cover of book

Speak No Evil: The Triumph of Hate Speech Regulation
by Jon B. Gould
University of Chicago Press, 2005
eISBN: 978-0-226-30513-4 | Cloth: 978-0-226-30553-0 | Paper: 978-0-226-30554-7
Library of Congress Classification KF9345.G68 2005
Dewey Decimal Classification 345.730256

Opponents of speech codes often argue that liberal academics use the codes to advance an agenda of political correctness. But Jon B. Gould's provocative book, based on an enormous amount of empirical evidence, reveals that the real reasons for their growth are to be found in the pragmatic, almost utilitarian, considerations of college administrators. Instituting hate speech policy, he shows, was often a symbolic response taken by university leaders to reassure campus constituencies of their commitment against intolerance. In an academic version of "keeping up with the Joneses," some schools created hate speech codes to remain within what they saw as the mainstream of higher education. Only a relatively small number of colleges crafted codes out of deep commitment to their merits.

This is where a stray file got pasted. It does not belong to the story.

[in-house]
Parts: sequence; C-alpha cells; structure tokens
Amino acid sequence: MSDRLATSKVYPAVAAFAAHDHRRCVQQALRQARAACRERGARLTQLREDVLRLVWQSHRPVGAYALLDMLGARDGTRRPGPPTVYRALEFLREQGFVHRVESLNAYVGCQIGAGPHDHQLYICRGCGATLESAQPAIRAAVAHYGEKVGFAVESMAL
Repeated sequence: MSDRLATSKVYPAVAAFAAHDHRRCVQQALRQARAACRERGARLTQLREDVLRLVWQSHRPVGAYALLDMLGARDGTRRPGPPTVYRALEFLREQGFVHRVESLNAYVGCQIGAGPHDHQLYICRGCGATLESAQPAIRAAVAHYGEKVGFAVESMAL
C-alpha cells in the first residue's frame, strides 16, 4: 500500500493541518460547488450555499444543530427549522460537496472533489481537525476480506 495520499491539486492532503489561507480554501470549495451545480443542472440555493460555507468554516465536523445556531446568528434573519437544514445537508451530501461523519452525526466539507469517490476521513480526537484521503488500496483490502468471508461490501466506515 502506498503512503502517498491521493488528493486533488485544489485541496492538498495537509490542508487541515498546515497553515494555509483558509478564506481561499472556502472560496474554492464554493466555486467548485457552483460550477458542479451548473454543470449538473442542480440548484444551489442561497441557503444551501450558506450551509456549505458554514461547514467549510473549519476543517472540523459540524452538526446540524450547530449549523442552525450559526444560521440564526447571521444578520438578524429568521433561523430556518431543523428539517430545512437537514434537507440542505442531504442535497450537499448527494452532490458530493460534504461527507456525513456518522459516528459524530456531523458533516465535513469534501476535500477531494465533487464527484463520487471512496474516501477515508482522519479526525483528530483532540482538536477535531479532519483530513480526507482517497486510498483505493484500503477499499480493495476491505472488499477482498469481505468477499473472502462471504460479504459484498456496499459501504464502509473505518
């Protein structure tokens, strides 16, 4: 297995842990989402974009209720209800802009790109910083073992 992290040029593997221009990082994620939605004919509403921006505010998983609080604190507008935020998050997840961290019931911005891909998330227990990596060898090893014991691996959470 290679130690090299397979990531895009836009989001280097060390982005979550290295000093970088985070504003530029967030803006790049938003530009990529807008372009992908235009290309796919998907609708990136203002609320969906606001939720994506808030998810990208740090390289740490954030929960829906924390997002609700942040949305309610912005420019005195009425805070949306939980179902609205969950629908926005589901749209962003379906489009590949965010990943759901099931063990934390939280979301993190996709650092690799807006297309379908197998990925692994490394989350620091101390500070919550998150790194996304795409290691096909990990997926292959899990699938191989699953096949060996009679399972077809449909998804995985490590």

Although college speech codes have been overturned by the courts, Speak No Evil argues that their rise has still had a profound influence on curtailing speech in other institutions such as the media and has also shaped mass opinion and common understandings of constitutional norms. Ultimately, Gould contends, this kind of informal law can have just as much power as the Constitution.

See other books on: Evil | Freedom of speech | Race discrimination | Speak | Triumph
See other titles from University of Chicago Press
Nearby on shelf for Law of the United States / Federal law. Common and collective state law. Individual states: